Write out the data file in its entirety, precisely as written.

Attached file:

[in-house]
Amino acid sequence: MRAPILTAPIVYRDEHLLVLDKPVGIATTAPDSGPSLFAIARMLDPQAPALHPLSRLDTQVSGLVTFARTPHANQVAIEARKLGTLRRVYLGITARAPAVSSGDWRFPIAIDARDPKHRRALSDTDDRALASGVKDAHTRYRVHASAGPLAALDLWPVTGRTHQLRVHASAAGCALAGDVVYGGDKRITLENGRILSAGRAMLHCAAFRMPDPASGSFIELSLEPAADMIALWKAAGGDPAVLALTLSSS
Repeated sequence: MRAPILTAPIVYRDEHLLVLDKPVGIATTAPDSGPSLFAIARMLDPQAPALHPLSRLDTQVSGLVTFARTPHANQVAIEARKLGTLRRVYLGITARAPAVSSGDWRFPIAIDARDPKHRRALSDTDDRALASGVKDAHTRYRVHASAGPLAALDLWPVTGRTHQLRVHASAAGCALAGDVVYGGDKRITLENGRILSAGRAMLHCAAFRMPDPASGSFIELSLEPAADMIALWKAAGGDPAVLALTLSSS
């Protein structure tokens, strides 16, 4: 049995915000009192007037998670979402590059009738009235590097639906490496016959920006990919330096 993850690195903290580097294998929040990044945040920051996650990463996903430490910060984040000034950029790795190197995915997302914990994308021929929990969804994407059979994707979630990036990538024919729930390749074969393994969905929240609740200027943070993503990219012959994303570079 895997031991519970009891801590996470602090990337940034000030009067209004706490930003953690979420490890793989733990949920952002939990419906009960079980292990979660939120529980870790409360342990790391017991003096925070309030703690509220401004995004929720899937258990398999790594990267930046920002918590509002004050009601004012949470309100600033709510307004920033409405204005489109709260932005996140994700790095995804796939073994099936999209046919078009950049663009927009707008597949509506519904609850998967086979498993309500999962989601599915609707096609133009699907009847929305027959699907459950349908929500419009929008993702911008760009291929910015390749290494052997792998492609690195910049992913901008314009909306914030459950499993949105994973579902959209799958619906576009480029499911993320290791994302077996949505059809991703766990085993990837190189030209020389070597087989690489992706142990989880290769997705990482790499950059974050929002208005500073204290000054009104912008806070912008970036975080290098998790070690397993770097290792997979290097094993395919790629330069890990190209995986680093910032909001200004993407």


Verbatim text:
[in-house]
Amino acid sequence: MRAPILTAPIVYRDEHLLVLDKPVGIATTAPDSGPSLFAIARMLDPQAPALHPLSRLDTQVSGLVTFARTPHANQVAIEARKLGTLRRVYLGITARAPAVSSGDWRFPIAIDARDPKHRRALSDTDDRALASGVKDAHTRYRVHASAGPLAALDLWPVTGRTHQLRVHASAAGCALAGDVVYGGDKRITLENGRILSAGRAMLHCAAFRMPDPASGSFIELSLEPAADMIALWKAAGGDPAVLALTLSSS
Repeated sequence: MRAPILTAPIVYRDEHLLVLDKPVGIATTAPDSGPSLFAIARMLDPQAPALHPLSRLDTQVSGLVTFARTPHANQVAIEARKLGTLRRVYLGITARAPAVSSGDWRFPIAIDARDPKHRRALSDTDDRALASGVKDAHTRYRVHASAGPLAALDLWPVTGRTHQLRVHASAAGCALAGDVVYGGDKRITLENGRILSAGRAMLHCAAFRMPDPASGSFIELSLEPAADMIALWKAAGGDPAVLALTLSSS
């Protein structure tokens, strides 16, 4: 049995915000009192007037998670979402590059009738009235590097639906490496016959920006990919330096 993850690195903290580097294998929040990044945040920051996650990463996903430490910060984040000034950029790795190197995915997302914990994308021929929990969804994407059979994707979630990036990538024919729930390749074969393994969905929240609740200027943070993503990219012959994303570079 895997031991519970009891801590996470602090990337940034000030009067209004706490930003953690979420490890793989733990949920952002939990419906009960079980292990979660939120529980870790409360342990790391017991003096925070309030703690509220401004995004929720899937258990398999790594990267930046920002918590509002004050009601004012949470309100600033709510307004920033409405204005489109709260932005996140994700790095995804796939073994099936999209046919078009950049663009927009707008597949509506519904609850998967086979498993309500999962989601599915609707096609133009699907009847929305027959699907459950349908929500419009929008993702911008760009291929910015390749290494052997792998492609690195910049992913901008314009909306914030459950499993949105994973579902959209799958619906576009480029499911993320290791994302077996949505059809991703766990085993990837190189030209020389070597087989690489992706142990989880290769997705990482790499950059974050929002208005500073204290000054009104912008806070912008970036975080290098998790070690397993770097290792997979290097094993395919790629330069890990190209995986680093910032909001200004993407």